A third of employers are in the dark about the service that Pension Wise can provide, according to the latest research from Close Brothers Asset Management. When asked about their experience of the Government’s free service so far, 32% admitted they were not clear about how it could help.
This lack of clarity is worrying as the service grows in popularity. Following the Summer Budget, the Government took steps to increase access to Pension Wise by expanding it to the over 50s, and it is growing in popularity. More staff are turning to Pension Wise (19%) than to financial advisers (17%) or their employer (18%) for clarity about how the recent pensions reforms will affect them
However, despite its popularity, more than one in eight (13%) employers said they did not feel confident recommending Pension Wise to their staff for guidance. On the other hand, a similar amount (9%) have found it a huge support in offering help to their employees.
Close Brothers Asset Management’s latest Business Barometer survey, which questioned nearly 700 employers, discovered 29% of employers do not know who their staff are speaking to at all when it comes to asking about the pension reforms, while one in ten (9%) suggested advice was coming from family and friends.
On a positive note, over a third (37%) said the pension reforms had encouraged them to play a greater role in financially educating their employees. Despite this, one in five (23%) admitted they did not have the right provision in place to sufficiently support staff. The smallest businesses, with turnover of under £500,000, are naturally the ones struggling the most with this, as 31% felt they did not have the right resource in place, compared to 18% for the largest companies (with turnover of over £10 million). Promisingly, one in five (21%) businesses said they were actively trying to improve their support network for staff approaching retirement.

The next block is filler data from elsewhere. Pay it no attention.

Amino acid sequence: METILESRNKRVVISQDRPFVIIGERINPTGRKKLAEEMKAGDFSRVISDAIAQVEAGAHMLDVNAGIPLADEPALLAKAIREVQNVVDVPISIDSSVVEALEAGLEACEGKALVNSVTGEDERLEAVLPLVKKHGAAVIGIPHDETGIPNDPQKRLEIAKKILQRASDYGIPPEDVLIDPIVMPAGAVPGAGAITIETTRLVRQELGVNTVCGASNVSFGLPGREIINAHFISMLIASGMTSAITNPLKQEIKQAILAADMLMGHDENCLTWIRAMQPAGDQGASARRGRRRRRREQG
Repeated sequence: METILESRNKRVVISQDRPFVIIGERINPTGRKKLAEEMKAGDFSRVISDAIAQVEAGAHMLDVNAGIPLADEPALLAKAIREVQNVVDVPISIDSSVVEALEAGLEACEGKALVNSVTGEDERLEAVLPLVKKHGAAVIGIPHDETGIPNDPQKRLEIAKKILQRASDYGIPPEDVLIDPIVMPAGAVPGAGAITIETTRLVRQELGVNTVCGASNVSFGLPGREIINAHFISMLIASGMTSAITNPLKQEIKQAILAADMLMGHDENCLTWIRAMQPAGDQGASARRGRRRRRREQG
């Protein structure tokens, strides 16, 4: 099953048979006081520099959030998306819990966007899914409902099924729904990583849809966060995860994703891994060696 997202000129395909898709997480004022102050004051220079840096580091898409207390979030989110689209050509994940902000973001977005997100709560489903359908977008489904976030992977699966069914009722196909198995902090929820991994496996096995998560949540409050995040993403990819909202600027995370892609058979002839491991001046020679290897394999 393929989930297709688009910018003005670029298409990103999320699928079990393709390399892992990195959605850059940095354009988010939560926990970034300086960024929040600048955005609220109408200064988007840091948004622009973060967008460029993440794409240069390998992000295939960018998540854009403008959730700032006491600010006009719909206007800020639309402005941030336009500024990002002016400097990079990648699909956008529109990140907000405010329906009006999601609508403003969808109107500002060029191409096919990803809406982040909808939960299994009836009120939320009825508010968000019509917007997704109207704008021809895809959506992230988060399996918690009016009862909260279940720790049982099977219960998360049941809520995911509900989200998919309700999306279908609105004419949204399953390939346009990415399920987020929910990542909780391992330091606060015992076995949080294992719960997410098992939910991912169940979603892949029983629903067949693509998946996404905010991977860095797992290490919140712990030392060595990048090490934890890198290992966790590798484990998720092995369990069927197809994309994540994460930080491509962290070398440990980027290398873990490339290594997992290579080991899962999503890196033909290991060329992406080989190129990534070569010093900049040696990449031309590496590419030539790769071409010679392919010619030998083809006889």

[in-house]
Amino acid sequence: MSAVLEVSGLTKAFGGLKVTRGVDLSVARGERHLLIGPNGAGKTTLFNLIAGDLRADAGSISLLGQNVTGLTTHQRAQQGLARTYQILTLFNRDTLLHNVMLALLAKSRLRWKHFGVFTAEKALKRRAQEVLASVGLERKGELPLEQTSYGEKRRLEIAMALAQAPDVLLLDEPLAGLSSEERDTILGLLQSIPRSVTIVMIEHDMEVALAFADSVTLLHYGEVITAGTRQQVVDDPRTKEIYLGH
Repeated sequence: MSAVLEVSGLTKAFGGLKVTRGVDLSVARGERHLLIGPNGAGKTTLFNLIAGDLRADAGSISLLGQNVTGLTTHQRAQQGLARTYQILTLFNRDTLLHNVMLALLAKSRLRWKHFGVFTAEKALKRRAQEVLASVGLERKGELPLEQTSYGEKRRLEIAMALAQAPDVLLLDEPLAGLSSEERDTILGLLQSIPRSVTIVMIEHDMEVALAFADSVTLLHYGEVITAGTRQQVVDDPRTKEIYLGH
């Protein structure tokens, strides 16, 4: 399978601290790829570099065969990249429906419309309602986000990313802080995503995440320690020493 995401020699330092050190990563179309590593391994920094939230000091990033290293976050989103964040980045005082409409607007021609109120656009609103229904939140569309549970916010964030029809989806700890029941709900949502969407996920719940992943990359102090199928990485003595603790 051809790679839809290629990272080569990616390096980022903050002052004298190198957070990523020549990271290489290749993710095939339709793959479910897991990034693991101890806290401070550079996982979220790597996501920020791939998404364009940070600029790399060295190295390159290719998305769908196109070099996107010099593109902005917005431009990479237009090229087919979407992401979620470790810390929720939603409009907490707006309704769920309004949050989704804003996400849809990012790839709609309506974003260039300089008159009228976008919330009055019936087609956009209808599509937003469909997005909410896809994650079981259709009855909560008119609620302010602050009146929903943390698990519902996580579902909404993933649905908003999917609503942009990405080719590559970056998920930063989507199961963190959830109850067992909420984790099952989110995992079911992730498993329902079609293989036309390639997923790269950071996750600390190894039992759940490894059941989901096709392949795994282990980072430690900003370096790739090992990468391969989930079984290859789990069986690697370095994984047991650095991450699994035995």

Jeanette Makings, head of financial education services at Close Brothers Asset Management, said: “Four months after the pension reforms were introduced, it’s clear that there is still some confusion. It’s crucial that if employers are directing their staff towards Pension Wise, they really understand the support it can provide and that the guidance it gives is not advice and so should sit alongside financial advice rather than competing with it. While it’s a positive that Pension Wise was extended, raising awareness of the service and the need to plan for retirement earlier, the lack of clarity around its purpose – and limitations – indicates that it’s not being used to its full potential.
“Directing staff to Pension Wise should not be the sum of total support that employers provide to guide staff. Options at retirement have become all the more complex, and education is the key to helping employees navigate their new freedoms. A financial education programme – whether this is through seminars, clinics or one-to-one advice, can help to build up understanding and engagement and can lead to them taking action to improve their financial wellbeing. Employers are a vital cog in helping staff make informed decisions about their future, and both will be better off in the long-term should this be a success.”